Newspaper Page Text
The Tug James Bowen Goes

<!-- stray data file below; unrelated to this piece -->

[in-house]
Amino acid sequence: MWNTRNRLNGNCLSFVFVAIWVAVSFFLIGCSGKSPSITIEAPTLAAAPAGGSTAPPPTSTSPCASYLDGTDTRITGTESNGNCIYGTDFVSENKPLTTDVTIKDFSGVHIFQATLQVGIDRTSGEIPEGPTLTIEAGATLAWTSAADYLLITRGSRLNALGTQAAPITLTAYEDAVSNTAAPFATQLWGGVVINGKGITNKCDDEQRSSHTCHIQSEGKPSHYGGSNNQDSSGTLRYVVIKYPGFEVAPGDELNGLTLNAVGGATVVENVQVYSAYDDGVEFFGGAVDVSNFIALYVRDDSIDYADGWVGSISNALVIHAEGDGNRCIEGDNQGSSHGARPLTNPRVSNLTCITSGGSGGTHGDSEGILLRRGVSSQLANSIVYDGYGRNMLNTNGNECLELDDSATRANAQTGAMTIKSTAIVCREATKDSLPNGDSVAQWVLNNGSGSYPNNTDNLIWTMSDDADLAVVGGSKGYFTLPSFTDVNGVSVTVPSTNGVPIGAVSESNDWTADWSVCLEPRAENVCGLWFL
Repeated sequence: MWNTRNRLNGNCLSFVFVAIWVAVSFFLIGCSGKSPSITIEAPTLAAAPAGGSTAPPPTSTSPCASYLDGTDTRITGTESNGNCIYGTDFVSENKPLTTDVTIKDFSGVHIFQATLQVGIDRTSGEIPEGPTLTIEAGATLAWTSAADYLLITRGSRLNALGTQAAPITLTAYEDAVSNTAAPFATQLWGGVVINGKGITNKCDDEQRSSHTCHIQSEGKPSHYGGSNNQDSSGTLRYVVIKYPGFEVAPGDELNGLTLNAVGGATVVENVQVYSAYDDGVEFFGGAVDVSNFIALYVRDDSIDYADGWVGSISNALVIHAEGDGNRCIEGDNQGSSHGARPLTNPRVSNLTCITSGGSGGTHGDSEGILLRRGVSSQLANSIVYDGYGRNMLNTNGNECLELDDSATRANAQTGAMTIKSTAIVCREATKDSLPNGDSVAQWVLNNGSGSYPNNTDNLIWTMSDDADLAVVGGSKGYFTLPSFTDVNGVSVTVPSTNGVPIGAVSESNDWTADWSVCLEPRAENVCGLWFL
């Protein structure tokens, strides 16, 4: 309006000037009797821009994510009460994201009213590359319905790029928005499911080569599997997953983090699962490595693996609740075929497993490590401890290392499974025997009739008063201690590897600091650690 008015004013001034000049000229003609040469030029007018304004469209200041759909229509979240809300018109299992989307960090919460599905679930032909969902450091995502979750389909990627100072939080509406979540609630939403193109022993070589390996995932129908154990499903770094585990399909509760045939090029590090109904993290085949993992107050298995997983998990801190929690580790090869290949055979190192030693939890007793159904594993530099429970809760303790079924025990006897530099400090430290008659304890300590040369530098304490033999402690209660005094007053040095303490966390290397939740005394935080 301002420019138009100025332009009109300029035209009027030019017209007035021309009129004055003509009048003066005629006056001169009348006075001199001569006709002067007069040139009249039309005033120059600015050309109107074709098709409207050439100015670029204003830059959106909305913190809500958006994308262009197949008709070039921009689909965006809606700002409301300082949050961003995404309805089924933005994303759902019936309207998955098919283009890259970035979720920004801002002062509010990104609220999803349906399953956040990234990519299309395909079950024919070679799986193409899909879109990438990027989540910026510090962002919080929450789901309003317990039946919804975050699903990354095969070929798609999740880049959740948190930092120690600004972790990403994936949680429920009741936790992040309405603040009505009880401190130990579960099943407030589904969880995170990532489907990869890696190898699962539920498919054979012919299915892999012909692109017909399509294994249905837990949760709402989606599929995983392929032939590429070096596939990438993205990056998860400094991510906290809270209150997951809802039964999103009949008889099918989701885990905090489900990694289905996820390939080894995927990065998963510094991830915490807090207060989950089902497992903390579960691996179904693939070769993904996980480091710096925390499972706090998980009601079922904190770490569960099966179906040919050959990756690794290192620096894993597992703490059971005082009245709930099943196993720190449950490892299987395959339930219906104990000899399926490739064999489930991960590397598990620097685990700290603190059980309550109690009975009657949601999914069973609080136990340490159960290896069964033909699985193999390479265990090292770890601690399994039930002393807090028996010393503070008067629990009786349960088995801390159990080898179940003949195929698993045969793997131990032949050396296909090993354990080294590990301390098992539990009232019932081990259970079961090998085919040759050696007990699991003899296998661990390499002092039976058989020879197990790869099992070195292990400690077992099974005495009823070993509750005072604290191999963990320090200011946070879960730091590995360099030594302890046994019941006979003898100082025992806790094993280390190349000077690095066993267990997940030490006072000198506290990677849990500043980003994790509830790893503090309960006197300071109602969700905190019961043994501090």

Down With All on Board. ( rfn or i Ii o .Unit Barge Admiral Ron? ciicd by tho Orrmnii Nlemncr AK bniiu - Sccoud ?late Loses III? Idle. The sea. has again levied tribute upon human lifo. The tug James Bowen, I with the mud barge Admiral in tow, went down beyond the Capes Tuesday afternoon with all on board, having sprung a leak and baffled ull efforts to keep her afloat. The German steamer Albane, Captain Koch, made a herolo effort to rescue the crew of the Admiral and succeeded. The second mate of tho Albano, while engaged in tho work of rescue, fell overboard and was drowned. The captain of the Admiral Is en? thusiastic In his praise of the conduct of the crew of the Albano, to whoso he? roism both ho and his crew owe their lives. Advices received at 2:30 this morning to tho effect that nothing had been heard of the twelve persons on board the tug- may be taken as evidence that they are lost. LATER PARTICULARS. Captain Cannon, of the mud dredge Admiral, came to Norfolk from oid Point In search of a boat to go and look for the remains of his brother, Captain W. A. Cannon, and the other members of the crew of the ill-fated tug. Ho was greatly excited ami worried, and In. telling of the unfortunate oc curronce said that the tug was towing tho mod scow when they encountered tho otorm. The tug cut loose and steamed around the scow and then was seen to make an awful plunge and go denen, with Captain \V. A. Cannon and every member of the tug's crew. Tho scow drifted at the mercy of the storm until rescued by Ihu life savers from the German steamer Al? bano, whose second officer was drown? ed In the rescue. The scow ia still a derilcct._ BRIBERY CHARGES. SENSATIONAL TESTIMONY OB? TAINED BY LEGISLATIVE IN? VESTIGATING COMMITEE. (By Telegraph to Virginia-Pilot.) Harrisburg, Pa., March 8.?Tin- legis? lative probers into the bribery charges In connection with the McCnrrell Jury bill brought out more sensational tes? timony at to-night's meeting. Repre? sentative Irvine Johnston, of North? ampton county, testified that before the passage of tho bill he bad a con? versation in ti room nt the Lochlel Ho to! with ex-Senator John J. Coyle. Ho went to the room with his col? league, Representative R. Ernnk Miller, ut the lattcr's suggestion, and found Representatives Spatz, of Berks, and Rosenbcrry, of Montgomery, and pos? sibly some others present. Mr. John? ston was Introduced to Mr. Coyle and ho and Miller were left alone with him. Coyle had a typewritten paper, the substance of which was that the Demo? crats would vote for nobody else than George A. Jenks for United Stales Senator. Coyle asked Johnston to sign the paper and told him he would leave the witness "in on some other bills that would comq ui>." Johnston said he refused to sign the paper be? cause he and Miller were for Jenks anyway. Coyle told Johnston, who is a physician, thnt he was not feeling well, and that if he would write him a prescription he (Coyle) would pay him a fee Of either $U0 or ?10u to sign the paper, the witness could not recollect the exact amount. Coyle urged John? ston to sign the paper and he refused. Johnston and Miller saw Coyle subse? quently at the Lochlel Hotel an<| tho ex-Senator offered an amount of money, as near as the witness could recollect, to support the McCarrell bill before the postponement. Johnston said that In his conversation with Coyle it may have been suggest? ed that coyio would like him to vote for Senator CJuny. Miller corroborated the testimony of his colleague relative to thiMr Visits to Govle's room and stated that on their first visit they went to see Coyle In company with Representatives Hoch, Heil and Hers; h. Miller was called out of Coyle'* room and he and Johnston were offered $.10 apiece by Representative Spa;/, to sign the paper. Spatz afterward called Mil? ler aside and offered him $100. The next time Miller saw Coyle the eX-Sen ator asked him: "What It would cost to help him out on the McCarrell bill," Miller said that Coyle spoke about "coming In With the boys" and that people often build ? brick bouses when they go home from the Legislature. "In order to get in the ring and get a divvy on certain bills, Coyle told ns we would have to sign the paper," Miller added. The witness said he was told by Coyle that he could name a price to vote for the McCarrell bill. Miller explained that the paper contained a clause thai the signed swore to stand together for certain leg? islation in addition to voting for Jenks. Miller was never made any offer by Coyle or anybody else to vote for Sena? tor Quay. Representative Holl, of Northampton, tcsttlied that he was offered ??0 by Spatz to sign the paper to Stand by Jenks for Senator and that he refused. N n i lonnl Aflsoelnf Ion or I'I urn hern. (P.y Telegraph to Virginian-Pilot.) New Orleans, March S.?The National Association of Master numbers met here to-day. There are 20". delegates present from all over the United States. Resolution* to amend the constitution to give the plumbers better protection in their dealings with the supply deal? ers were submitted. At the afternoon session essays on sewerage and kindred subjects were read by.j. E. L. Kirmin, of s.in Fran? cisco; J. J. Wade, of Chicago; John Traynor, of Wilmington, Del.; M. G. Sinclair, of Hoboken, N. J.: L. F. Meyer, of Milwaukee, and others. A public mass meeting to-day wa? "?Mfressed by some of the delegates on ^B|sul^Jor-t of sewerage, which Is the odTTiing question here at present. The convention will Adjourn Friday. ??el11Inn in Rnukrnntc; Filed. (Ry Telegraph to Virginian-Pilot.) New York. March 8.?J. Turner Moorehend. the semi-chemical smelter, has filed a petition In bankruptcy, with liabilities of Sf.75,384 and nominal as? sets. |42,045. Of the liabilities J1U1.40; Is as surety for money borrowed by | the North State Improvement Com- j pany, of North Carolina. For twenty live years Mr. Mooreheud was one of tho lead Ink men of Lciiksvllle, N. C. file, with others, built the Cane Fear I and Yadkln Valley railroad, and In that connection Indorsed paper of the North State Improvement Company, which, with the railroad company, went Into the hands of a receiver In March, lS'Jt. Mr. Moorehcad made an assignment on January 2,">, 1!>94. He afterward came to New York and has been interested in the development of aluminum. Mo n Hi i tn Trip of Iii? Orlolrn. (By Telegraph to Vlrglnlan-Pllot.) Baltimore, Md., March S.?Manager McGraw has about completed plans for the Southern trip of the Orioles. They will leave for Savannah on or about the "1st instant, where they will tv> into active training, until about the 1st of April, when a series of exhibition games will be played with the Brook? lyn team 111 Savannah and Auku.sui. The Orioles will return to Baltimore about the mil of April. Manager Han Ion will go to Augusta with the, Brook? lyns about -March ISOlb, and after the exhibition guinea with the Orioles will stop off at Kichmond fur a. scries of games, returning to Brooklyn about April 12th. An Ait'my hi Nmtlivtlle? (By Telegraph to Vii?lnlau-rilot.) Louisville, Ky? March 8.?The Eighth ifnited states Immunes presented a battered appearance when it reached Louisville to-day. They reported an encounter in the depot, at Nashville, and about litty of them bear marks ot the ntfruy. The olllccrs say the trou? ble was unprovoked. Captain Jacob, of tins city, says that proceedings will be Instituted in the United States Court against the city of Nashville. Itaby Carriage*. Just received, a tine assortment ol Hey woods; prices from $8 to $40, cash or credit. Williamson & Sykes, 563 and ;*>?."< Church street, mar Quueu. Cc23-lf. HERMITS ON Till'. PACIFIC. Men Who Live Alone on Barren, Wind Swcxit Islands._ 1 [New York Sun.] Wind-swept, a mass of sand shifted at every whim of the wind, the home of the wind tsods of the Pacific. San Nicolas Island would not be considered attractive as a place of residence, yet us our yacht rounded to off u spit of sand that reached out Into the sea a small shanty could be seen on the rocky shore and near-by a man and two dogs. The island appeared to be about ten miles long, perfectly Hat on top, rising to a height of 2U0 or more feet in idaces anil cut and scared by the wind in a marvelous fashion. After many attempts to land we suc? ceeded, almost at the risk Qf our lives, hoping to see the side inhabitant of the dreary spot. But he had disappeared and we made our way to his shanty? a single-roomed affair under the Ice of the hills near the beach. On the door was the satirical notice: "No trespassers allowed on this Island." Desolation could not better be Illus? trated than by this Island, about sixty miles off Los Angeles county, south? ern California; yd there lived a man who delighted in his surroundings. He finally came Uloilg the beach, appear? ing mysteriously. lie was a French? man, small of stature, with a mahog? any-colored skin, deep-set eyes anil a kindly expression. On Iiis head was a great sombrero-like hat. tied by a string beneath his chin, on his shoul? der he carried tin old-fashioned shot gun and a canteen of water, u cane or staff completing ids outfit. Two shep? herd dogs which followed at his heels were his side companions. II.- was very leii,-. Hi and refused the papers offered him and had no desire to hear of the world. Wo told him of the ending of the war with Spain, but he did not know there had been a war. He had turned his back on the world long ago: had two faithful friends?his dogs?and was not dependent upon anyone When asked why ho did not collect the Indian Implements so common on the island he expressed a feeling of disgust and fear, intimating that the terrible winds with which the place was accursed were due to the rubbing of the graves, as h ; put it. lie complain -.1 of nothing but j the winds, which sometimes drove lilm out nf his house at ni-.-ht and forced him to take refui;e among tin- rocks along shore. That night we had evi? dence of this, as the wind rose and blew a hurricane from the island, in U dear sky, finally blowing the yacht away Into" calmer sens. Sixty or more miles to the south Is the island of San Clementc.nbout twen? ty-two miles in length, where lived an Irishman up to the present year. His name was Gallagher, Gallagher of San demente, nnd he. too, was at war with all the world, though it is but fair to say that once a year he left his island home and repaired to Los Angeles, where he diligently spent his money, then returned t,> live alone for another year. Gallagher preferred his own so? ciety and that of h:s sheep and dog. He never was afraid of their overreach? ing him, he once said. He lived on San demente, fifty miles off the const, for twenty years, and was finally stricken with paralysis, being found by some fishermen sitting in his chair looklngout over the sea and unable to move. They took him to Los Angeli s, where he died. At Santa Catalina Island, thirty miles from land, there are several men who prefer solitude to the world, and have turned their backs upon civilization for reasons, best known to themselves. One of thewiost isolated places of this group Is San Miguel, a small island opposite Santa Barbara. Here a man Uvea alone. Two years ago the Island was shaken by an earthquake. The cliffs fell in, the harbor changed, and a small vessel was wrecked, Twenty miles south of this is an island known as Anacapa, the ever-changing. It in about a mile long, very narrow, with a small sloping messa upon which all the pelicans of the Pacific slope seem to have settled. There Is no water here, so it is said, except what is caught In Winter, and the few sheep upon it obtain what they get by licking the dew from each other's wool. On tili? desolate sea-beaten spot lived a man for many years, contented to be left alone, resenting any intrusion. These strnhge characters are found all along the coast. Tho writer once found n man living contentedly on a roek off the Maine coast, completely ?nit of the world; and on a small kev in the Gulf of Mexico, hardly three feel above high-water mark, lived two men some years ago from choice, men who had dropped out of tlie world, (hanged their names and were dead to the past. Barely are such men criminals. Off? ener they are Individuals who have had some experience that has turned them from their fellow men. THE POLICY We Adopted Twenty r Three Years Ago, When Bringing Out Our Of Bottling Only PURE AND THOROUGHLY MATURED GOODS, Has Been Continually Adhered To. Whether times are good or bad, whether it is Spring. Summer, Fall or Winter, one quality, and that the best, will be what we bottle and offer in sealed bottles only, with our firm name signature over the cork and on each label of genuine G. O, TAYLOR WHISKIES. Trade Supplied by WHITE BROS. Norfolk, Vs. SPRING STYLES FOR MEN. ' I Modesty and Good Taste ayhi Prevail in Material, Color and Design. Advance stylos in clothing for men for spring and summer wear are now bolqg shown by the leading tailors, and the young man of fashion are dis? cussing [he subject of dress with al? most as much fervor as their sisters. With each year the question of styles for men is becoming more important. While the women go to Europe for fashion in dress, the best tailors abroad adopt American styles. For this spring and ?limitier the gen? eral styles l.-an toward modesty, and there is nothing in material, colors or design of garments to suggest extremes. This in contrast to feminine fashions. Fashionable garments will be made from some pleasantly effective but un? obtrusive material. They will bo gracefully proportioned, richly and quietly trimmed and plainly finished. No overcoat, undercoat or waistce.it w ill be fashionable which can be term? ed either long or short. Even trous? ers, whose record for extremes has been great, will bo cut in a manner that is bound to please every one, whether wearer has a well-proportion? ed llgure or not. All coats will be a trifle shorter than last season.1 The Hack, overcoat will lie 1. :-s ample, and will have more shapeliness, a feature which In marked in all the sack eonts. The shoulders will be moderately padded, giving them a smooth and slightly rounded appear ance from the nide of the neck to the top of the sleeve. The evening coat will have a longer anil lighter roll, and will be a trifle shorter in, the skirt. \ The double-breasted frock continues to bo the correct dress for day wear. It can be worn with either single or double-breasted waistcoat made from the same material or from fancy vest Ings. The three buttoned cutaway Hack will have the front well cut away from a point high enough to permit an inch or two of the waistcoat to be seen, j Hacks of all kinds will be popular for business wear. Besides the three-hut-] toned cutaway sack a four-buttonedI coat is offered. This will be cut low enough to cover the waistcoat entire? ly. Roth the three and four-buttoned coats are designed for midsummer wear. In skeleton form, with p ickcts on the outside. Upper outside breast pockets are permitted on both coats, but the popular taste seems to be t,i discard the outside top pocket and sub? stitute one on the in.sido of the coat. The double-breasted sack suit, with coat and waistcoat of dark ehevj >: and trousers of fancy light material, con? tinues in popularity. The coat will be made shapely, but not tight-fitting, and will be a tuple enough to hang free. These suits will also be worn in strip? ped Manuels as the season advances. White flannel trousers, after a few sea? sons of banishment, will have a conti st with white duck trousers for the heated let in. The suitings for the season are for the most part clear and distinct in pat? tern without being loud. The cloths are of a more delicate texture than last season. Grays of all kinds, especially those shading to brown, blue and olive, will be very popular and will, perhaps, predominate. Mixtures of quiet pat? terns and infantry blue will aiso be unite popular. The cloths for trousers' and waistcoats are fIiowii in great va? riety and give the wearer great latitude in his selections. Trousers besides the flannel ami du. k can be made of cloth of the suitings or in checks or stripes. The side seam will have the machine-stitched effect, and on trousers for evening wear silk stripes will be used down the side, con? tinuing the military effect so popular in the fall. Waistcoat patterns are more numerous, and greater scope i* given. Bright colors are shown in large numbers, and every conceivable combi? nation of btripes and dots will be worn. Try our l">e. boys' black hose, two puts for 25c. Heavy ribbed. Charles R. Wolton & Co. THE SINGLE TAX ? TOM JOHN? S' >N ri DECLARATIONS. [Houston Pont.] Single tax proposes to abolish nil tuxes placed on consumption, all taxes Unit fall on men?on men and women, measured by what they consume. Sugar docs not pay taxes. Steel rails do ted pay taxes. Men and women pay taxes. When you measure how much they pay by what they consume you have adopted a scheme of taxation that falls on weak and Strong alike, rich and poor alike, that taxes the head of a i family alone more than an old bachelor, though he might be many times a mil? lionaire; tax on men and women meas? ured by what they consume. That Is the kind of a tax that you collect at a custom-house. Single tax proposes to abolish that. It proposes to tnke away from the statute b oks every scheme of license tax. Living would be doubly easy. Tho next step would be to abolish the t:ix that falls upon personal property, tlie tax that falls on Blocks and bonds, the tax that the widows and orphans pay. \ A tax on stockb and bonds is a tax on s^ozs ???' Mo;/ \:oy xjy ,ca5r w nws' n^m' m? l'isivs Cure for Consumption is n priceless medicine [or Coughs. 1 have within (ho pnsl tow weeks dis coven <1 (mother point in its favor, und thai is: it is n BUKE CUKE f??r LA G11U2PJ first Bvmptonisuronolicctl.?>V. A. Him-ikman. No. 4;i I! . IiiicH lluildimj Springfield, O.. Jan. 11, 18110. "99'' MODELS, S4G. The Very Best BiUc Ever Built. Graphophones, $5.00 to $300.00 -Ail the Latest Music, Songs .\nd Talks. and Over 219 MAIN STREET. ONEILL'S, 2,7 "the only complete HOUSEFURNISHER IN NORFOLK. Every Man Woman and Child In Norfolk knows JOHN IL LOUCIIRAN'S EIG.STORES, and not one has ever had a fault lo find with the treatment accorded iliem. The quality of our goods is always beyond question, although wo cut prices such' way that you might doubt them until you see for yourself. Our aim is not to make you spend as much money as possible but lo give you the best fur? niture that can be bought for the amount of money you wish (o spend. Our system of credit is most liberal, and is always at your disposal. <^_rsie:w spring goods ?Largest Assortment of? GHBBIH6ES. ?O-GBRTS EP ?8, TO BE FOUND IN THE CITY. cksh or credit, PIONEER INSTALLMENT HOUSE, 3I0 and 321 Church Street. more evidence "f ownership, and it is as absurd as to tax a man on bis house and lot ami also on the deed lor his , house and lot. The single tax would abolish the tax | on Improvements and leave the tax on the land values front which we now raise a part Of tho revenue. We say raise It all front that source. The single tax proposes to raise every single rent of revenue required for the nation, for the Slate, or for the municipality by a tax upon land values and upon land values only. That is Single tax. We propose leaving land In the prl- I vate possession of individuals, with f?ll liberty on their part to give, sell it or bequeath It; simply to levy on It for public uses a tax that shall equal the annual value of the land Itself Irre- ? spectlve of the use made of It or the improvements on it. \\'e do not propose to assert equal; rights to land by keeping land common, letting anyone use any part of it at i any time. We dp not propose the task. Impossible In the present state of so- j Ciety, of dividing land In equal shares; still less the more Impossible t;uk of ? keeping it so llvlded, I Wo would accompany this 'u< on; land values with th ? repeal of nil iaxi s levied now on the products and pro? cesses of Industry, which taxes, sinca they take from the earnings (if labor,! wo hold to bo infringements of the rights of property. | God can not contradlcl Himself nor impose on His (features laws that (lash, if it be (lod'.s command to rhen thai they should not steal?that is to say. that they should respect the ri(;ir. of property which each one has In fruits of his labor?all these taxes violate the mOral lav/. They take by forte what belongs to the Individual alone; they give to the unscrupulous advantage over the scrupulous; they have the (fleet- nay. are largely in tended?to Increase the price of what | some have to sell and ethers must buy. I'lcy corrupt government: they make oaths u mockery; thoy shackle oom merce: they flho industry ami thrift; Ihey iessen tho wealth that ;..c-n might jnjoy, and enrich some oy Impoverish? ing others. I am convinced that Single tax Is the only remedy for existing evils and am willing to dedicate the balance of my life to advocating the cause. Here is a List of 50 of the Topics Which Will Be Included In the Spring Term of The Virginian - Pilot's Home Study Circle. !. Introduction to the Study of Govern- ? menu lv Chaucer: The Pawn of Knsl'.sh Lit? erature. .'. Raphael, the Great Italian Painter. !. 'j lie Life and Times of Mohammed. Tho Rrcadstuffs of tho World Com? merclaUy Considered. J G. Row Franco Is Governed To-day. '." Caxton: Tho Old Printers of West? minster. S. Tho Lite and Times of Charlemagne, J. Translation of the English Rlblo. 10. Tor Bible as nn Element In Lltcra luie. 11. Rubens, tho Great Flemish Painter. 13. Tho CrUFaucs: An Historical Study. '. Th ' Meat Products of tho World Com? mercially Considered. 11. How Russia is Governed To-day. Spenser: The KUzabcthan Ago In Lit? erature. 16. Rtinyin: Religious Element in Early Literature. Ileinbrandt, tho Famous Dutch Painter. IS. Fi idall.s,,, and Its Influence Upon ?OlyniBHiTVin - 19. The W orld s Dairy Products. l Im Government of the Republic of Switzerland. , . 21. Critical Estimates of Early English Essayists. The Italian Republics. 23. The Cotton Trade of tho World. It. The Government of the German Em? pire. .j. Critical Study of Gray's Elegy. 2ft, Murllle: Famous Painters of Epaln. '.?. The Ottoman Turks In History. 2S. Wits and Humorists of English Lit? erature. 13. Hogarth: Great Painters of England. 30. Tho Wool Trade of tho World. 31. How flrcat Prltatn Is Governed. 32. I>e Qulncey: Early Froso Master? pieces. iX The Moors In Spain and Their Ex? pulsion. 31, First Historians and Famous His? tories. Sir Joshua Reynolds: Portrait Paint? ers of England. 3(1. The Hanscatla League: Tho First Great Trade Combine. 37. The Lumber Trade of tho World. IS. The Government of Italy To-day. Chariot to Bronte: Literary Women Fifty Years Ago. 10. Tho Huge no ts. 11. How Canada Is Governed. 13. Uterary Clubs of I.ondon. 13. Turner: England's Greatest Painter. 11. The Sugar and Coffco Trades of the World. iZ. Tho t'p-to-Hato Government of Japan. IG. tbsen: A Review of Scandinavian Literature. 17. The Life and Times of Toter tho GrcTtr.-I I*. How India Is Governed. !'.?. Tolstoi: Review of Russian Litera? ture, jtt SO. MUl't: Famous Painters of France. Fifty popular studies in four months. All written by spe? cialists. Run your eye over the list again-' Can you afford to miss any of these papers? Can you find in any other newspaper, weekly periodical or magazine such an attract? ive lour months' programme? The HOME STUDY CIRCLE studies are live. They dip right into the middle of things ?of history, of literature, of art, of commerce. They an* ticipate the very things people are looking for. Address, Virginian and Pilot Publishing Go. NORFOLK, VA.